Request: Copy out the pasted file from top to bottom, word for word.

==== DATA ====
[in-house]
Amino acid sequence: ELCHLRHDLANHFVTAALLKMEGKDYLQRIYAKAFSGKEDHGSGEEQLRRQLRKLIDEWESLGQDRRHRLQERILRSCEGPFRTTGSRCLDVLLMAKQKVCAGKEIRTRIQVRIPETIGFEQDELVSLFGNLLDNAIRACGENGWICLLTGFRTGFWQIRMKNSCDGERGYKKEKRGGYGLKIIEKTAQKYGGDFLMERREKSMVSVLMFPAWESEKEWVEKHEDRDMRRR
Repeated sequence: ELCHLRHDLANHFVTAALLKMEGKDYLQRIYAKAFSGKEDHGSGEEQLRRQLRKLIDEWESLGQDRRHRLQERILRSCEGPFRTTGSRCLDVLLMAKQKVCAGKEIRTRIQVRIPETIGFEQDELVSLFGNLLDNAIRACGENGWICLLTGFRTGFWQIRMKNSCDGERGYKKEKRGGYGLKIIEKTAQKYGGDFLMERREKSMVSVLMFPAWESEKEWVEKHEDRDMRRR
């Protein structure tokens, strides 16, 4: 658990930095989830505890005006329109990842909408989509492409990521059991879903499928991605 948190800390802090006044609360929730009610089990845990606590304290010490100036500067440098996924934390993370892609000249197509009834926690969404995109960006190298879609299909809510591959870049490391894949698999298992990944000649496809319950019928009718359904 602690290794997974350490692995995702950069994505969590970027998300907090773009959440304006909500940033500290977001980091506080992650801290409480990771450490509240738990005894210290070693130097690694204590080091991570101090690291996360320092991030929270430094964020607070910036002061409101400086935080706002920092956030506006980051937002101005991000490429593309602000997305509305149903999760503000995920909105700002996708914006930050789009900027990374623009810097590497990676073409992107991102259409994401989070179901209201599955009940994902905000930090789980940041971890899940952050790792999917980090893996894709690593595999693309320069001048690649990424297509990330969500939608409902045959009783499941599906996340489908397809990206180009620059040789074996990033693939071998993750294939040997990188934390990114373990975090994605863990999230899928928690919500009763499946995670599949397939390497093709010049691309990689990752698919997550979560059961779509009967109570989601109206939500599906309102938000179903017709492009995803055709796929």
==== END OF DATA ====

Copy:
[in-house]
Amino acid sequence: ELCHLRHDLANHFVTAALLKMEGKDYLQRIYAKAFSGKEDHGSGEEQLRRQLRKLIDEWESLGQDRRHRLQERILRSCEGPFRTTGSRCLDVLLMAKQKVCAGKEIRTRIQVRIPETIGFEQDELVSLFGNLLDNAIRACGENGWICLLTGFRTGFWQIRMKNSCDGERGYKKEKRGGYGLKIIEKTAQKYGGDFLMERREKSMVSVLMFPAWESEKEWVEKHEDRDMRRR
Repeated sequence: ELCHLRHDLANHFVTAALLKMEGKDYLQRIYAKAFSGKEDHGSGEEQLRRQLRKLIDEWESLGQDRRHRLQERILRSCEGPFRTTGSRCLDVLLMAKQKVCAGKEIRTRIQVRIPETIGFEQDELVSLFGNLLDNAIRACGENGWICLLTGFRTGFWQIRMKNSCDGERGYKKEKRGGYGLKIIEKTAQKYGGDFLMERREKSMVSVLMFPAWESEKEWVEKHEDRDMRRR
């Protein structure tokens, strides 16, 4: 658990930095989830505890005006329109990842909408989509492409990521059991879903499928991605 948190800390802090006044609360929730009610089990845990606590304290010490100036500067440098996924934390993370892609000249197509009834926690969404995109960006190298879609299909809510591959870049490391894949698999298992990944000649496809319950019928009718359904 602690290794997974350490692995995702950069994505969590970027998300907090773009959440304006909500940033500290977001980091506080992650801290409480990771450490509240738990005894210290070693130097690694204590080091991570101090690291996360320092991030929270430094964020607070910036002061409101400086935080706002920092956030506006980051937002101005991000490429593309602000997305509305149903999760503000995920909105700002996708914006930050789009900027990374623009810097590497990676073409992107991102259409994401989070179901209201599955009940994902905000930090789980940041971890899940952050790792999917980090893996894709690593595999693309320069001048690649990424297509990330969500939608409902045959009783499941599906996340489908397809990206180009620059040789074996990033693939071998993750294939040997990188934390990114373990975090994605863990999230899928928690919500009763499946995670599949397939390497093709010049691309990689990752698919997550979560059961779509009967109570989601109206939500599906309102938000179903017709492009995803055709796929």